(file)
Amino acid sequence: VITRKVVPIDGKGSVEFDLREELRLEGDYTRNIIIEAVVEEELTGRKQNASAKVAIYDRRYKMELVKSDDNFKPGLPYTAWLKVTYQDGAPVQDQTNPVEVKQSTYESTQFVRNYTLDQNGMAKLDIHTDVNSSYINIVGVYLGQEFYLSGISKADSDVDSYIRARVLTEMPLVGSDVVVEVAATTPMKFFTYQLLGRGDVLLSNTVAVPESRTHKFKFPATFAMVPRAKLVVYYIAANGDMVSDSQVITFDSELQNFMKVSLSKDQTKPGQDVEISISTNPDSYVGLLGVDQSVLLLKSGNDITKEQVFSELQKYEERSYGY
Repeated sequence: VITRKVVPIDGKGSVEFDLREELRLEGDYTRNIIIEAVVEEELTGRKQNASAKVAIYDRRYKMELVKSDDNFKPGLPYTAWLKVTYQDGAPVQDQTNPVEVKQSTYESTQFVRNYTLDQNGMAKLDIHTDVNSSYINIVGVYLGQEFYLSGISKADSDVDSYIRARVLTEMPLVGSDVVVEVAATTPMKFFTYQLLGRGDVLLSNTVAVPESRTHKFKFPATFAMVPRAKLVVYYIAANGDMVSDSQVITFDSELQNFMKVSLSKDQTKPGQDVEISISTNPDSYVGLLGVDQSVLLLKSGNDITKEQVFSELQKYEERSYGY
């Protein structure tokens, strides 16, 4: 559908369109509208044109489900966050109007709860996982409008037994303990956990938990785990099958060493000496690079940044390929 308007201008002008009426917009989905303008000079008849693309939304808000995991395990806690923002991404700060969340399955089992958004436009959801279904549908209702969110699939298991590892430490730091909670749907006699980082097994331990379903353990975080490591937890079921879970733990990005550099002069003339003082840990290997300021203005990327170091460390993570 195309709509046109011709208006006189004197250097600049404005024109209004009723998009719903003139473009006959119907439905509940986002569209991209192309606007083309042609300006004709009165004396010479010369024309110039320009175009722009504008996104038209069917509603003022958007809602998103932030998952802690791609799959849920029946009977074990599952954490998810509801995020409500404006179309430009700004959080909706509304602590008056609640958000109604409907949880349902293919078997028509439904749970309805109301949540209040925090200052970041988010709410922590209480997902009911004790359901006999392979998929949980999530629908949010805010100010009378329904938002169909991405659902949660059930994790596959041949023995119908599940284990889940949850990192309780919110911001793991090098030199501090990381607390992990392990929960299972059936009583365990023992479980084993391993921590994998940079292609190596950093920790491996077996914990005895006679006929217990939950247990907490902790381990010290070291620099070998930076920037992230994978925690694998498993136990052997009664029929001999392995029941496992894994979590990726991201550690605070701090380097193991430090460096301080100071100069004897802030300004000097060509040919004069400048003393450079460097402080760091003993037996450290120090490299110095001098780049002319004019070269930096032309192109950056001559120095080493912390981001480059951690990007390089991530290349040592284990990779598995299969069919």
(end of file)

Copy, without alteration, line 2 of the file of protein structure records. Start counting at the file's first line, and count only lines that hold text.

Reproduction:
Repeated sequence: VITRKVVPIDGKGSVEFDLREELRLEGDYTRNIIIEAVVEEELTGRKQNASAKVAIYDRRYKMELVKSDDNFKPGLPYTAWLKVTYQDGAPVQDQTNPVEVKQSTYESTQFVRNYTLDQNGMAKLDIHTDVNSSYINIVGVYLGQEFYLSGISKADSDVDSYIRARVLTEMPLVGSDVVVEVAATTPMKFFTYQLLGRGDVLLSNTVAVPESRTHKFKFPATFAMVPRAKLVVYYIAANGDMVSDSQVITFDSELQNFMKVSLSKDQTKPGQDVEISISTNPDSYVGLLGVDQSVLLLKSGNDITKEQVFSELQKYEERSYGY